The Conjuring 2 (James Wan, 2016)
There’s a scene in The Conjuring 2—very early on in the movie, so this isn’t a spoiler of any sort—that really drives home how important cinematography is to an effective horror film. It starts with Billy Hodgson (Benjamin Haigh in his feature debut) has just gone downstairs to get a glass of water, and is sleepily on his way back up to bed. When he gets to the second floor, he stubs his toe on one of his toy fire trucks. After turning off the annoying light and sound features, he nudges it with his foot so it rolls into the tent he has erected in an alcove just at the top of the stairs. He stumbles back to his room. The camera moves with him, and the tent is always in the background. He almost gets there when there’s a sound of grinding metal, which we know is the sound the fire truck makes when it rolls across the floor, and the sirens go off very briefly—less than a second. He pauses for a moment, decides he must have been hearing things, and keeps on back to bed. As he’s getting ready, we can see a small portion of the tent through the doorway. The bottom of what we can see is about waist-high, so if you know anything at all about horror films, you’re expecting something to come bursting out of that tent. Instead, we hear the lights and sirens again, and cinematographer Don Burgess cuts to the bottom of the doorframe just as the fire truck comes rolling slowly up to the doorjamb. It’s just a beautifully shot scene, playing with the audience’s expectations and demolishing them at every turn, and it sets up the viewer to expect that this is not going to be your average horror film, at least not from the DP’s perspective. (If you search “conjuring 2 fire engine” on YouTube, you’ll find the sequence that happens just after this.)
The plot: paranormal investigators Ed and Lorraine Warren (Patrick Wilson and Vera Farmiga, reprising their roles from the original) are back. As we open, they’re investigating what may be the most famous haunted house case in all of American folklore: the Amityville Horror. During their investigation, Lorraine has a horrifying vision of a demonic nun (The Fighter‘s Bonnie Aarons), and another vision of Ed’s death (she also had one during the first film). After their investigation is complete, Lorraine asks Ed to back off on taking new cases for a while, and he agrees. Of course, Mother Church has other plans. After we’ve gotten to know the Hodgson family, from Enfield, North London (the fire truck scene is in that bit of the film), a priest asks the Warrens to go and observe the family to see if the haunting is real or some sort of elaborate hoax. Lorraine is hesitant, but eventually agrees to it, and the two of them are off to see Billy and family—mother Peggy (The Hunter‘s Frances O’Connor), brother Johnny (Patrick McAuley in his screen debut) and sisters Margaret (Love Child‘s Lauren Esposito) and Janet (Keanu‘s Madison Wolfe), the last of whom seems to be the focal point of the family’s hauntings. Domestically, the family has been investigated by two researchers. Maurice Grosse (The Last King of Scotland‘s Simon McBurney) is a firm believer that the hauntings are real; Anita Gregory (Anatomy‘s Franka Potente) is equally convinced the entire thing is a hoax. Both work with the Warrens, each with the objective of proving their side of the controversy.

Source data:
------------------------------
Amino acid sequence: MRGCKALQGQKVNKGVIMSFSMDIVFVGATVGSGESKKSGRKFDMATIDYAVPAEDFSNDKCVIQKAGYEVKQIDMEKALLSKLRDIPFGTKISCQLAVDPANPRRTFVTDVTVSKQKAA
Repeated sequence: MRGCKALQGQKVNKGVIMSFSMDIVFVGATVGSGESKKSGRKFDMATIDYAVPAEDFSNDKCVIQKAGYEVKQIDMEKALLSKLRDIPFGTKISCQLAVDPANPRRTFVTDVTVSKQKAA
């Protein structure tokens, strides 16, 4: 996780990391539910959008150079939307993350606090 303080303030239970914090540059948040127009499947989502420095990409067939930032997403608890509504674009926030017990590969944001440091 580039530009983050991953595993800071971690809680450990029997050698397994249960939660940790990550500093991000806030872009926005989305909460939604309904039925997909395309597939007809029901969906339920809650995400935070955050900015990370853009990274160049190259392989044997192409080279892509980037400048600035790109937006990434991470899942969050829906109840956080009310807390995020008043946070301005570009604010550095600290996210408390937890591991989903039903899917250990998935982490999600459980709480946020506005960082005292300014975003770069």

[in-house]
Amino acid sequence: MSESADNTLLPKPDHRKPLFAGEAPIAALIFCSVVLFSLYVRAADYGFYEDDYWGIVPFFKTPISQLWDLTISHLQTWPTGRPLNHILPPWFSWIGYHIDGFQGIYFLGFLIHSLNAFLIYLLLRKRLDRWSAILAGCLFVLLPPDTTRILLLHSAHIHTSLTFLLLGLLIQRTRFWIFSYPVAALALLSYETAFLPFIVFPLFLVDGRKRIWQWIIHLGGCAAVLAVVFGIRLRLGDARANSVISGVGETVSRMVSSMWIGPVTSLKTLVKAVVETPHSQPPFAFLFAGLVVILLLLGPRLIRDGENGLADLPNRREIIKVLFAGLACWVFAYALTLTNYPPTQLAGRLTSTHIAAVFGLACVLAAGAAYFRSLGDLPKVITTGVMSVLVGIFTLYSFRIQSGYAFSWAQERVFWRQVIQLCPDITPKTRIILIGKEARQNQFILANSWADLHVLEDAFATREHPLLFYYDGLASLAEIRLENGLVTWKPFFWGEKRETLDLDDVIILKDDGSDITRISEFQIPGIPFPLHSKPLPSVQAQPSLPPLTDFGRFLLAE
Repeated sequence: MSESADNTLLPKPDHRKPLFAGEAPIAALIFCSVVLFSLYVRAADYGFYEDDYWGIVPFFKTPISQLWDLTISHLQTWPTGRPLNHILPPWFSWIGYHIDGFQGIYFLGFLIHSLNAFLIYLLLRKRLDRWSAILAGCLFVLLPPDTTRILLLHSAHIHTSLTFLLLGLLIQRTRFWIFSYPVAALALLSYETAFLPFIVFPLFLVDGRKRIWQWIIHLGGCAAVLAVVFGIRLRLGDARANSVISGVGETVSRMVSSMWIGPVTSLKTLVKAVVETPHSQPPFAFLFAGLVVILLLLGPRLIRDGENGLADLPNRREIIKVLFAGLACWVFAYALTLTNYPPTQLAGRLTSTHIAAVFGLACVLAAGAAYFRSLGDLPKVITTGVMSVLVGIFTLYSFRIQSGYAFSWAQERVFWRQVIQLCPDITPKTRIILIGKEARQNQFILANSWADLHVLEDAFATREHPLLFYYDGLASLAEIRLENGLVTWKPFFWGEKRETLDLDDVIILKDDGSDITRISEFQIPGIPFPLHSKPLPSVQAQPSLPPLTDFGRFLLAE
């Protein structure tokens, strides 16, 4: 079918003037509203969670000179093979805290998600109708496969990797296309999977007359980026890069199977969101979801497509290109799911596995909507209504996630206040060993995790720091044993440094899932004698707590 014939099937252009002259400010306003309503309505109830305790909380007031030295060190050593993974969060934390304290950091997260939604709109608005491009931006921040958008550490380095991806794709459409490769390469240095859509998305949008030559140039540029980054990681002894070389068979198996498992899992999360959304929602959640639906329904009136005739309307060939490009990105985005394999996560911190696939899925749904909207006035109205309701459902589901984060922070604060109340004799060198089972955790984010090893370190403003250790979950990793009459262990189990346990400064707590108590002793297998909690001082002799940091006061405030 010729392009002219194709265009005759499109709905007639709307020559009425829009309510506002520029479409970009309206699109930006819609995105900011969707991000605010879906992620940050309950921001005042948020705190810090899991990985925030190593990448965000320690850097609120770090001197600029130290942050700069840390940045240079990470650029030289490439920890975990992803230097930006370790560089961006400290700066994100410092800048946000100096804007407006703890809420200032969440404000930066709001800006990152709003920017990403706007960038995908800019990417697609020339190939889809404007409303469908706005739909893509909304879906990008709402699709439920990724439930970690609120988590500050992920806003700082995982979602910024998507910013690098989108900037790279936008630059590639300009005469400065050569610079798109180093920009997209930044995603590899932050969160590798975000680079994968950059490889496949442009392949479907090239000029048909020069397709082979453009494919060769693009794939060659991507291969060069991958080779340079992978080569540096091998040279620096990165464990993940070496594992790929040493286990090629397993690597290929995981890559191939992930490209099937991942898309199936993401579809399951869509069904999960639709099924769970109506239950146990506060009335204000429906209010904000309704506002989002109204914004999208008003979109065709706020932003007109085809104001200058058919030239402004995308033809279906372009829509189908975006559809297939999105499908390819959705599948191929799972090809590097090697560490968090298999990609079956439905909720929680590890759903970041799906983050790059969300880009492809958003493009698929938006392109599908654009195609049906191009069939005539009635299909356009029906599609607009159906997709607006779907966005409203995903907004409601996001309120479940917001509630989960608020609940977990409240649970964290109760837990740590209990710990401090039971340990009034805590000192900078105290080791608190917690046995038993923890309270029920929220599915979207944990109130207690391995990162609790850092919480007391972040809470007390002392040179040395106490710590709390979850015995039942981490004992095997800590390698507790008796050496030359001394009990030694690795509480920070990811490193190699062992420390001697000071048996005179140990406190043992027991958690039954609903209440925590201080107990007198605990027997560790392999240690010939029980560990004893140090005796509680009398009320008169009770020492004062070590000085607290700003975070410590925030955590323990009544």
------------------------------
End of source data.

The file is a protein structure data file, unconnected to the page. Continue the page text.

I’m an unabashed fan of James Wan’s work, and I have yet to see a movie of his I haven’t enjoyed. The Conjuring 2 is no different; he is excellent at getting the creepy out of such mundane things as a swingset. And I’ll tell you that if you go and see this one, I think you’re going to have a great time. That’s not to say it’s not without its flaws. The period-piece soundtrack is just overbearing, unless you’re the world’s biggest fan of mid-seventies British music. The romance subplot rings false a time or two, but that is a minor thing, especially since much of it seemed to be there in the time-honored tradition of lessening the tension in order to make the next creeptastic scene that much creepier. A few of the characters seem to be there to be used in a single scene apiece; I’m putting this down to this being based on a true story, however close to the actual truth it might be. And Wan tries a Dario Argento move, concealing a crucial piece of plot information early in the film. Suffice to say James Wan is not as subtle as Dario Argento. And that’s saying something. All of these, however, are minor problems indeed, and none of them detracts from the film’s effectiveness. If you liked the first one, you’ll have no problems with this one, either. *** ½
BONUS! As I get older, I am forced to admit that my oh-so-clever subtitles are less recognizable to more people. So here.